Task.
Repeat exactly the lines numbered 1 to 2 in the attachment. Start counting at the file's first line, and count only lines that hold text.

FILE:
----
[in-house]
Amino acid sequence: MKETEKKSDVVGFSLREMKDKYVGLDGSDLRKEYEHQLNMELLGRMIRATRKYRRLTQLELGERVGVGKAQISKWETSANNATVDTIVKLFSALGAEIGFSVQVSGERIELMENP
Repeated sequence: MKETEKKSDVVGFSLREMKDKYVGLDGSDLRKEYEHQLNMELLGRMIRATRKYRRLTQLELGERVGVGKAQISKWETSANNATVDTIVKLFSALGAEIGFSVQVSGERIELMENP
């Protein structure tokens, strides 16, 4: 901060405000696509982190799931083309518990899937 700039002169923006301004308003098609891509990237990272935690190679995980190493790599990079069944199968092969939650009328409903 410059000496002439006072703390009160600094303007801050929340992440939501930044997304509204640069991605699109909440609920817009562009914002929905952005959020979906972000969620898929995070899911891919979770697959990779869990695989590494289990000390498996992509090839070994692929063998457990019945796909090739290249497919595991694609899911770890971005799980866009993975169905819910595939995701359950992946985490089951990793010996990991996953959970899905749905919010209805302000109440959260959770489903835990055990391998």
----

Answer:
[in-house]
Amino acid sequence: MKETEKKSDVVGFSLREMKDKYVGLDGSDLRKEYEHQLNMELLGRMIRATRKYRRLTQLELGERVGVGKAQISKWETSANNATVDTIVKLFSALGAEIGFSVQVSGERIELMENP